Nov 15

How to: Create an SSH connection using Terminal on Mac OS X & save the configuration for later use / shortcut

How to: Create an SSH connection using Terminal on Mac OS X & save the configuration for later use / shortcut

So now that I bought myself a new Mac I decided I would try to avoid by all means installing Windows on it. I use a lot of applications (and some games) that either only run on Windows or they work better on Windows. Sadly one of them is Putty (SSH client). I really liked how I could save different profiles for the different servers I connect to and overall the GUI to control tunnels, duplicate settings, etc. Clearly all I knew how to do on a mac was SSH ServerName boom! So finally I took some time to learn how to use all the SSH goodies on a Mac:

I. The Command Line

There are a few basic things you should know before we get into the cooler stuff. I say this because you always want to know how to perform any task two different ways. helps you troubleshooting in case one does not wok. In my case the configuration /shortcut file was in the wrong location and I knew right away because the command line worked that the problem was on the config file. But I digress. The ssh command line has several parameters but we’ll cover just a few to get you started:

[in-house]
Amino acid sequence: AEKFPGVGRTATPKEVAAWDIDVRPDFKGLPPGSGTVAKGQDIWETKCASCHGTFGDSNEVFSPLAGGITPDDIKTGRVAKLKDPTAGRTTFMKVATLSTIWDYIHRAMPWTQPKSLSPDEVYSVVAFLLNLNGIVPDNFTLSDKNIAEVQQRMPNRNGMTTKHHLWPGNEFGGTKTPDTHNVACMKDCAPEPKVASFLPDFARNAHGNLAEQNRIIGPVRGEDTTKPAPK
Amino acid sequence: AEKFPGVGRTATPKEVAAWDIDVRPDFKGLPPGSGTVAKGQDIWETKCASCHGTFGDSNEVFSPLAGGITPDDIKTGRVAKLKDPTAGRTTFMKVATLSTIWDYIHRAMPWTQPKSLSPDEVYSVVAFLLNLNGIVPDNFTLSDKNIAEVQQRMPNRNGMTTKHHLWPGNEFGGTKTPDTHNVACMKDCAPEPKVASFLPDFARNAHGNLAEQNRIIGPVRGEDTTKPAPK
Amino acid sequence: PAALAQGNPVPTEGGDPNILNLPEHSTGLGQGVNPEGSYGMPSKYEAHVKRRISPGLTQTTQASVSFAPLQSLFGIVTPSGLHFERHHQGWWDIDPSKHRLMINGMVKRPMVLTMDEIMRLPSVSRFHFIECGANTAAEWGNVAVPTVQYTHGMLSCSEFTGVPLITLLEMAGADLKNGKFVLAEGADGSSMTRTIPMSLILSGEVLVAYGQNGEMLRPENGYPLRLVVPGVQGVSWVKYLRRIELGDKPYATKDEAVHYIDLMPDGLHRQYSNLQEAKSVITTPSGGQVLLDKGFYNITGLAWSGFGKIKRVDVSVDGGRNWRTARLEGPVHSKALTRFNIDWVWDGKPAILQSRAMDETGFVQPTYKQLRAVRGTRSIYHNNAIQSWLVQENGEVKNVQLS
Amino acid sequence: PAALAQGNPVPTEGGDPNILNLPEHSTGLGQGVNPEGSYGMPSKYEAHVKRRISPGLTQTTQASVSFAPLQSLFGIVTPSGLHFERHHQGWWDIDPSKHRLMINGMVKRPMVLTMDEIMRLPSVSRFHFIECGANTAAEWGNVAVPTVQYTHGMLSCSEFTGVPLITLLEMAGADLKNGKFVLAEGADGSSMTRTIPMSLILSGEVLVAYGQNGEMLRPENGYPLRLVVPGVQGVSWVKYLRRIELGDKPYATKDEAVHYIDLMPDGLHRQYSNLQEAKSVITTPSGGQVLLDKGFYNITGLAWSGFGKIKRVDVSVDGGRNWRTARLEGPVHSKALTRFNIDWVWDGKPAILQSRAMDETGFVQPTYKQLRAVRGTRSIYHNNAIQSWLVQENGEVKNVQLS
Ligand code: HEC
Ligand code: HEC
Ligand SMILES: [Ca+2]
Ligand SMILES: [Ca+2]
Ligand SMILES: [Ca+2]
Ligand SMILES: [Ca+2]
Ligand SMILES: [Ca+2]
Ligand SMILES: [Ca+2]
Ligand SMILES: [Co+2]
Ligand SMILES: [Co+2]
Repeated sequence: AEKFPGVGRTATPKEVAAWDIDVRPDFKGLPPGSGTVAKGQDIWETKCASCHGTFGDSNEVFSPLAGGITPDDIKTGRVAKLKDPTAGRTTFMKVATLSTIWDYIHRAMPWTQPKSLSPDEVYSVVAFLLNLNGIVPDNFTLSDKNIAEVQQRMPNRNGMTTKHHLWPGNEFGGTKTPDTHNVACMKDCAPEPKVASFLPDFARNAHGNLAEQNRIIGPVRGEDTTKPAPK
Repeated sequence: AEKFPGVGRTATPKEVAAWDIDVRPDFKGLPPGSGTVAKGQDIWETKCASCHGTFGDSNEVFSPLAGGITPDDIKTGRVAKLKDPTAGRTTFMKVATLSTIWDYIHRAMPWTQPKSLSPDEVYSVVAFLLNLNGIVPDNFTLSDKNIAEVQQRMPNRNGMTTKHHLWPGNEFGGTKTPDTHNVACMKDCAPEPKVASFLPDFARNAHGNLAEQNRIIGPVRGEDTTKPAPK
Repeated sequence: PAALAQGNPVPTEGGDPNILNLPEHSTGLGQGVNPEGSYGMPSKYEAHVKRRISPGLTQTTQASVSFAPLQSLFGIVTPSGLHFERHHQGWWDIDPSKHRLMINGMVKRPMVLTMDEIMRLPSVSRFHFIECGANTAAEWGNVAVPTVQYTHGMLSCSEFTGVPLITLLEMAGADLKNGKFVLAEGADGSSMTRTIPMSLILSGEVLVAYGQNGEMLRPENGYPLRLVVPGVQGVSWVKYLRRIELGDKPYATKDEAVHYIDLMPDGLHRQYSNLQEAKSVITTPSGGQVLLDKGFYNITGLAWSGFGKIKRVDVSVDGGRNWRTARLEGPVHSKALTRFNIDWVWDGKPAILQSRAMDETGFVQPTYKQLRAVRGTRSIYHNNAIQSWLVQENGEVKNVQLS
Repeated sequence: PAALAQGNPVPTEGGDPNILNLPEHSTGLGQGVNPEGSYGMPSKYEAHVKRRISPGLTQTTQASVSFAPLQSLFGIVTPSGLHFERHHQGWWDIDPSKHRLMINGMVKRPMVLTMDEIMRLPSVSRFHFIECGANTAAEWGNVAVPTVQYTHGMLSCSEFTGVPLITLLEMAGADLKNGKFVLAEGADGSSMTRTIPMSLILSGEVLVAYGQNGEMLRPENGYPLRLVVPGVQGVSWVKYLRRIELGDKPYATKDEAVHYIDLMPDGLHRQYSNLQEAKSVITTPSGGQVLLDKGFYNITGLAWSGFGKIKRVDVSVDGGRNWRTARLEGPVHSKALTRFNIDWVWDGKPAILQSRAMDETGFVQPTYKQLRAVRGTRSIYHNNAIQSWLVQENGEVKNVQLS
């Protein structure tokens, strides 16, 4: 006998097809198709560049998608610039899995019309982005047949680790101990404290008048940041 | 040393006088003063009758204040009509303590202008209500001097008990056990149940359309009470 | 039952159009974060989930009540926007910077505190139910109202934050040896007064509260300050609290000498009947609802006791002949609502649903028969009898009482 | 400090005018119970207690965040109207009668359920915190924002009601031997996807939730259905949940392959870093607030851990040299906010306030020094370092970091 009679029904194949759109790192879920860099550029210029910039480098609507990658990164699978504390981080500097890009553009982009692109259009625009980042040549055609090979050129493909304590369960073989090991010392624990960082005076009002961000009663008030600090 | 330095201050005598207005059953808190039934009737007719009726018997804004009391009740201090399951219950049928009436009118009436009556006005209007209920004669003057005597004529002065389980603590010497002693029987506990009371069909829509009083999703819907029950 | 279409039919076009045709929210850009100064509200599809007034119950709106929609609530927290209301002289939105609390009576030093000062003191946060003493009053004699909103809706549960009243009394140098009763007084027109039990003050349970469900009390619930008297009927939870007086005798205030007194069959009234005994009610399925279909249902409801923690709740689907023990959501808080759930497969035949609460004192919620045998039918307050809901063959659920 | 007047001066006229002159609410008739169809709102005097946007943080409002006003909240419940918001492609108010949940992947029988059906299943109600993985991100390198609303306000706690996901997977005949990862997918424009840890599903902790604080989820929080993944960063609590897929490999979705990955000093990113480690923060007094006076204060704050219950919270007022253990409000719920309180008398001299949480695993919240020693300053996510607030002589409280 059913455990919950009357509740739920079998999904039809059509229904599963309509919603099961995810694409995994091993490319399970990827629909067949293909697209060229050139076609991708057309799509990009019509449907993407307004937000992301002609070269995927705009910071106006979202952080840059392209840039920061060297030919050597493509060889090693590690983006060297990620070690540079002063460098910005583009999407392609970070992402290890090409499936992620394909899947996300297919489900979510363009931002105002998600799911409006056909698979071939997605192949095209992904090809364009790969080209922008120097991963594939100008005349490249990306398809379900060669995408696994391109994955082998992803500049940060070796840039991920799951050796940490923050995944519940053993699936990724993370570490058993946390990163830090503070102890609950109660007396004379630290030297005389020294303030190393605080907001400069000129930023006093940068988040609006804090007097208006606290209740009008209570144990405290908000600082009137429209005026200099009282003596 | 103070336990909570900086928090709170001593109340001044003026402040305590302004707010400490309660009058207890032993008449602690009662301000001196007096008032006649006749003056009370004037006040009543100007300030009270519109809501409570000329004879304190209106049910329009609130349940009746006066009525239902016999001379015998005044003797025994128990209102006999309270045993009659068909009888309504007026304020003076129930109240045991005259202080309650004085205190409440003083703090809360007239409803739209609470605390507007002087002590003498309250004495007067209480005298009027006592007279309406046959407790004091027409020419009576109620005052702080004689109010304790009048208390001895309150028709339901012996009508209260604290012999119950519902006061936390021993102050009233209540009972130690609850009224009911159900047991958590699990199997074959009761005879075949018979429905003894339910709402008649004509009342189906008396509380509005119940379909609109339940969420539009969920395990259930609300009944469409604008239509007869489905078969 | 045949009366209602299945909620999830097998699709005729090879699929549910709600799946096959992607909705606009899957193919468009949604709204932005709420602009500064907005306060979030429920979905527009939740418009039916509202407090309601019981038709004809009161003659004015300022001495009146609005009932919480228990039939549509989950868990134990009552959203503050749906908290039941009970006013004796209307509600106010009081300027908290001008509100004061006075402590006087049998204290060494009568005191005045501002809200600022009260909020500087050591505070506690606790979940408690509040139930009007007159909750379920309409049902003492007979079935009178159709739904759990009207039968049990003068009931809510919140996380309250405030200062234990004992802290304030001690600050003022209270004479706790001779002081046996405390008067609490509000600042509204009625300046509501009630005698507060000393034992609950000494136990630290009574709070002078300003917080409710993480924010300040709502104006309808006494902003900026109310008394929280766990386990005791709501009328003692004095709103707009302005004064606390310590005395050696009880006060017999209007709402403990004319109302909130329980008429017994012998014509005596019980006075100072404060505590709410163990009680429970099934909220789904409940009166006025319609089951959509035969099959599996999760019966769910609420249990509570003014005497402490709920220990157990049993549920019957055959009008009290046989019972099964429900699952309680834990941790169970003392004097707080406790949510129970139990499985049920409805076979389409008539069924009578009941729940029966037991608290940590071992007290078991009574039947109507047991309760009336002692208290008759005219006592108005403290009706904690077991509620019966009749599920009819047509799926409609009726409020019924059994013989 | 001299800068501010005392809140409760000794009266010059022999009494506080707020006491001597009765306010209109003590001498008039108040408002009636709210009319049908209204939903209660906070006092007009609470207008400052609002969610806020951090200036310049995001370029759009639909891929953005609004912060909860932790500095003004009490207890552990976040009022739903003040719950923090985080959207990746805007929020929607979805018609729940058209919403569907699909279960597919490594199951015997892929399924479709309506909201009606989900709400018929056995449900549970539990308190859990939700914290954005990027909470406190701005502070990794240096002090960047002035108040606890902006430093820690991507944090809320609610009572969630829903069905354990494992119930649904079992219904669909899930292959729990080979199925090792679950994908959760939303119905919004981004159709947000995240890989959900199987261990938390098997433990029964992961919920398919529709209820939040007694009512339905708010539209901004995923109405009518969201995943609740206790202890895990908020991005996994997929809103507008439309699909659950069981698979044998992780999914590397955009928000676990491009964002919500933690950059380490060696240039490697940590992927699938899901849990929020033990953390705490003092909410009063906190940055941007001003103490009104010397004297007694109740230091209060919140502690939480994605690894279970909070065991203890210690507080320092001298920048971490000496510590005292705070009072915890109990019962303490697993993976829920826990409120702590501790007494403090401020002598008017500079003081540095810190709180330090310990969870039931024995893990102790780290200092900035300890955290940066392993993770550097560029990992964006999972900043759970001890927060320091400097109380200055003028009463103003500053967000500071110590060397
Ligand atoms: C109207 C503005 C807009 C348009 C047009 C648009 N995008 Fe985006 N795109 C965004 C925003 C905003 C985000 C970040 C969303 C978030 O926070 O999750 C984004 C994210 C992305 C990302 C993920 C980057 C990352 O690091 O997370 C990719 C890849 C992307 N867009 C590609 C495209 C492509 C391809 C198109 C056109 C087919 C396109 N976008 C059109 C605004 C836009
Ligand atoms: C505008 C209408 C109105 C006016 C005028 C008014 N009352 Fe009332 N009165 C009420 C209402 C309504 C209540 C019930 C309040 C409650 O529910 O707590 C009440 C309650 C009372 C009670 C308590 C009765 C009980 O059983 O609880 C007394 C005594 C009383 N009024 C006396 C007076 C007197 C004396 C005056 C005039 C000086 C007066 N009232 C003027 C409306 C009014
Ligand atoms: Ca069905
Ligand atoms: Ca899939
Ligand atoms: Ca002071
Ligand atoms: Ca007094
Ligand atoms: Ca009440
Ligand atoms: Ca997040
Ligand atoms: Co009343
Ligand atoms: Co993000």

-i

is used to indicate the identity file location. This is the location where you save that key file to authenticate to the server. One thing to keep in mind is that this file needs to be somewhat secured for OSX to even let you use it. Here is an example:

Permissions 0777 for ‘/Users/CloudIngenium/Documents/.SSL/Open SSH Key.txt’ are too open.

It is required that your private key files are NOT accessible by others.

This private key will be ignored.

bad permissions: ignore key: /Users/CloudIngenium/Documents/.SSL/Open SSH Key.txt

What’s recommended in this case is that you chmod the file (if not the entire directory if you use it exclusively for that purpose) to 600 or 400.

-l

is used to specify the user you want to connect to as. Think ‘root’ or your actual username.

-p

is used to specify the port. If your server does not run on the default port 22 you can specify another one here.

So in summary, you can use something like this:

ssh –i deployment_ssh_key.cert –l root -p 12345 <IP>

II. Saved Configuration / Shortcut method

Now on to the really exciting part.

1 comment

  1. been trying to connect SSH for a months now. thanks to this! it works well.

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